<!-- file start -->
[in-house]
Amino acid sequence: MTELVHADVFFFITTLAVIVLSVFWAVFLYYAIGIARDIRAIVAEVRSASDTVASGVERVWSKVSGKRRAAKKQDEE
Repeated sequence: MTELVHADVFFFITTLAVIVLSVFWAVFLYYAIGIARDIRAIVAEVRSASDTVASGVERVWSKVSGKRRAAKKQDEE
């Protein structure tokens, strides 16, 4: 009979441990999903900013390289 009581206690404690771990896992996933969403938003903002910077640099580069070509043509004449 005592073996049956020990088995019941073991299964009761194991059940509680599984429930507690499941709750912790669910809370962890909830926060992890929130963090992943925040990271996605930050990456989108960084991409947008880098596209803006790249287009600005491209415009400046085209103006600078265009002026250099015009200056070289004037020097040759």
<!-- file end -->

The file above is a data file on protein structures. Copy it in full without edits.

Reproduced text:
[in-house]
Amino acid sequence: MTELVHADVFFFITTLAVIVLSVFWAVFLYYAIGIARDIRAIVAEVRSASDTVASGVERVWSKVSGKRRAAKKQDEE
Repeated sequence: MTELVHADVFFFITTLAVIVLSVFWAVFLYYAIGIARDIRAIVAEVRSASDTVASGVERVWSKVSGKRRAAKKQDEE
């Protein structure tokens, strides 16, 4: 009979441990999903900013390289 009581206690404690771990896992996933969403938003903002910077640099580069070509043509004449 005592073996049956020990088995019941073991299964009761194991059940509680599984429930507690499941709750912790669910809370962890909830926060992890929130963090992943925040990271996605930050990456989108960084991409947008880098596209803006790249287009600005491209415009400046085209103006600078265009002026250099015009200056070289004037020097040759």